As a doctor and nutritionist, I am always striving to find ways to increase the nutritional density of our foods. Because we are so reliant on commercially produced foods, and the industrialization of our food supply, we are suffering from maladies that never existed even a hundred years ago. Our foods are nutritionally depleted. Our topsoil is alarmingly eroding away, commercial farmers are using more hybrid and genetically modified seeds, and the use of insecticides and herbicides are all contributing to the debacle of our foods.
I love to research, learn, and reach outside the box. So lately I’ve had a passion for learning about how things were done in the household a couple hundred years ago. I wanted to know how we prepared and preserved food before refrigerators, freezers, canning and other conveniences that we enjoy today. We have survived for thousands of years; so somehow, we had to have done things in a way that preserved the nutritional quality of our foods.
I now have a small collection of some fascinating books on cooking in the 1700’s and 1800’s, including the very first cookbook ever printed in the United States. These books have been entertaining!
The relationship to foods then, compared to now, is quite interesting. Food was prepared to maximize digestion and utilization of nutrients, not just about flavor and convenience. Frequently it is mentioned to keep things simple.
Care was taken to preserve the fat and juices in meat. They were not to be speared with a fork, because this would cause it to lose its juices and become dryer, tougher and flavorless. Chickens were chosen according to the color of their feet. If their feet were white or light yellow it would be the tenderest and best for a presentation chicken. Those with red or brown feet would be tougher and best suited for stewing or adding to a casserole. How many of us knew that?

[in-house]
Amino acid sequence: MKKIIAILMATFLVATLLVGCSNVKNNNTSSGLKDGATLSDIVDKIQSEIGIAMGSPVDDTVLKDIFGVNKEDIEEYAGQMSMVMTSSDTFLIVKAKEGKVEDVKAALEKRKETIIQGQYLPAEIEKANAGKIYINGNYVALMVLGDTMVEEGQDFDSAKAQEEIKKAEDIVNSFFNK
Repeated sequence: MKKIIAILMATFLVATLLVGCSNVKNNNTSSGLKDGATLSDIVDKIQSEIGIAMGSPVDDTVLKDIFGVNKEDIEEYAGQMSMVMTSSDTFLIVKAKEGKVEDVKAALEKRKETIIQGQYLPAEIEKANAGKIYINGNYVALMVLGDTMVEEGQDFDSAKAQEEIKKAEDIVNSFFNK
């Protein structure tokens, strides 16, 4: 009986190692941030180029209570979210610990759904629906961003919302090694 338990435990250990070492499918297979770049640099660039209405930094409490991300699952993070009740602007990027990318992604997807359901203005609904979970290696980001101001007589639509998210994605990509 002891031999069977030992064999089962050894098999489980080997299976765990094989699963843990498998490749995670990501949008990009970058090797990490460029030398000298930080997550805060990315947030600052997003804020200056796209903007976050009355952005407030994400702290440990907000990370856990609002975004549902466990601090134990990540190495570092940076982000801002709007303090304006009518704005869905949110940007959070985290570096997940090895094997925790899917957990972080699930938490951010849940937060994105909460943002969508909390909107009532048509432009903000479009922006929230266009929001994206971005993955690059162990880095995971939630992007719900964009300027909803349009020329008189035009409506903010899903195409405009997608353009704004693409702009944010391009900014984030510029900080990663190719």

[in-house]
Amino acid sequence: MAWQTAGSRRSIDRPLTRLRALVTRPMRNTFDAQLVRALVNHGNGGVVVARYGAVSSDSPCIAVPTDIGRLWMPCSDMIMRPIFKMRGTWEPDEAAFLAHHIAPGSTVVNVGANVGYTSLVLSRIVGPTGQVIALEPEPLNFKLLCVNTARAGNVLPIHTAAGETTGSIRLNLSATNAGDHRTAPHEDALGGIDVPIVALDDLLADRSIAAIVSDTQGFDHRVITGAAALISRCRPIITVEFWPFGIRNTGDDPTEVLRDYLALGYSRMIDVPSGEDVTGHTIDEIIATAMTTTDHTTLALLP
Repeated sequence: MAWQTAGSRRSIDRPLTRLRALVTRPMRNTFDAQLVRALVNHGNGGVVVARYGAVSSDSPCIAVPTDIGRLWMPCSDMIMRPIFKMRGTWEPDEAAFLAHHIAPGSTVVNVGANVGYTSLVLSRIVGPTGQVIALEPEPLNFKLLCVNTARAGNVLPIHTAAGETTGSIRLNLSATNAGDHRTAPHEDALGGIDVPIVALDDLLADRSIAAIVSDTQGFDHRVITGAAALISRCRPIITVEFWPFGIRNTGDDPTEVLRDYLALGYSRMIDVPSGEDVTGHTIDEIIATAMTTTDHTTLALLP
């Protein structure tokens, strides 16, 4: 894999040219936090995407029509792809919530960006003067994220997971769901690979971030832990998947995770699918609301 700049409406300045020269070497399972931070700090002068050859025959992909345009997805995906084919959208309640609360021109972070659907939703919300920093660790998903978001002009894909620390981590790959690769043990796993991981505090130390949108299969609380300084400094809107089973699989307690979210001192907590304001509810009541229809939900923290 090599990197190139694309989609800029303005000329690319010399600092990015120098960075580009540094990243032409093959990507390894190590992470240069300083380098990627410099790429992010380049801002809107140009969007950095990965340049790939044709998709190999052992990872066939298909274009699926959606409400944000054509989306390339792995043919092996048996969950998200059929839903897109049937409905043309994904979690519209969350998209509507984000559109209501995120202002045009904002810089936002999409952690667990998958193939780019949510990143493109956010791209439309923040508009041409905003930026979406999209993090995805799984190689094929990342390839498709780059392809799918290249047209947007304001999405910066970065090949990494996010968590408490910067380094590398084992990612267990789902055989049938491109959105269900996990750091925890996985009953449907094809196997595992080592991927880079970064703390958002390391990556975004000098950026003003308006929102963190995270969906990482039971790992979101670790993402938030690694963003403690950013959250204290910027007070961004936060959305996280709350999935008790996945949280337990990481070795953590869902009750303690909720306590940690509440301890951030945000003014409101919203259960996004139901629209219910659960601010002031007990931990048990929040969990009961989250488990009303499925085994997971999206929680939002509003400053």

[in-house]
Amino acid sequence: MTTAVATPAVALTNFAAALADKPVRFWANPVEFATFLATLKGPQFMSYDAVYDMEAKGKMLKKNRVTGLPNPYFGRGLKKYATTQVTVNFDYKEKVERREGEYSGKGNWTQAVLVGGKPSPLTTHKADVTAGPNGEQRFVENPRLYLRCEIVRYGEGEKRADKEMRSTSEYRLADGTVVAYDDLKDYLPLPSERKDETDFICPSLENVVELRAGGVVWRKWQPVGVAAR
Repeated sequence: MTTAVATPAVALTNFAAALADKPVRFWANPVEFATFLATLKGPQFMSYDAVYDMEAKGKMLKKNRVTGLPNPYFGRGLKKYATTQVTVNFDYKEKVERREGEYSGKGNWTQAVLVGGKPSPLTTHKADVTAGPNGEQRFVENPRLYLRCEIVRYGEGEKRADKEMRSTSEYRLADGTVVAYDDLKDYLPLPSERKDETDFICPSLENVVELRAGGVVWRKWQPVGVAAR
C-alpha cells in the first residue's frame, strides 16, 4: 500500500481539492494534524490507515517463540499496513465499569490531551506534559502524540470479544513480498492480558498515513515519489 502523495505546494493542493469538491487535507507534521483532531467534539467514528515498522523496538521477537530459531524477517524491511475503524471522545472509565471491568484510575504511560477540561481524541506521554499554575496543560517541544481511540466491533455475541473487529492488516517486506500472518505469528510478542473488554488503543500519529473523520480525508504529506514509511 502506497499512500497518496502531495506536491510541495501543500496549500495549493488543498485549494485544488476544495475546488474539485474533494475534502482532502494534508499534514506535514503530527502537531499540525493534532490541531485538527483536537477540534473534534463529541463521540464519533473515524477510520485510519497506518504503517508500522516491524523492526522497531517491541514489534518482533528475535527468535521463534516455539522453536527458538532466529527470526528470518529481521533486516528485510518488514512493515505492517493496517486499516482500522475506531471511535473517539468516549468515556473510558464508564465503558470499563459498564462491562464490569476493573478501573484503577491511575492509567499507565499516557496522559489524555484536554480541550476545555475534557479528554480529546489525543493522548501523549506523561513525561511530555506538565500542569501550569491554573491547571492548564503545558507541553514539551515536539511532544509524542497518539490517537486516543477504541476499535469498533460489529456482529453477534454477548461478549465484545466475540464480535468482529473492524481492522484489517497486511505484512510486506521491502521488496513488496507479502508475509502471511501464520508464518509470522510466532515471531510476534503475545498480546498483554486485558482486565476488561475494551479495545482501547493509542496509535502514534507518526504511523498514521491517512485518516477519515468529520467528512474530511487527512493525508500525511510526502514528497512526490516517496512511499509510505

I found, not surprisingly, that lemonade was made from lemons! I knew this, as most do, but last year when I went to the store to buy lemons to make lemonade, I found not all do. Both the cashier and box girl were shocked to know you could make lemonade out of lemons!
Preparation of organ meats, giblets and tongue was as common then as hamburger is today. Greens found in the forests like lambsquarters, plantain, dandelion, nettle were common. They also foraged for mushrooms and savored every vegetable.
Then I got to the section on butter. Of course, margarine was never even imagined – thank goodness! But did you know that the proper melting of butter is a measurement of a good housewife? It has to be melted correctly so that it isn’t too thin or too thick!
Frequently things were made from the kitchen to help with sickness. Chicken soup and “beef tea” were customary. Until recently, chicken soup, made from a real chicken carcass was all but a lost art. But then a study a few years ago found that its benefits when ill was not just an old wives tale, but was profound. Today it is enjoying a resurgence.
I love my new fetish of old time cookery. I’ve learned a lot. With so much focus on quality in food selection, preparation and digestibility, it is no wonder the field of nutrition didn’t even exist then. It didn’t have to!
©2018 Holly A. Carling, O.M.D., L.Ac., Ph.D.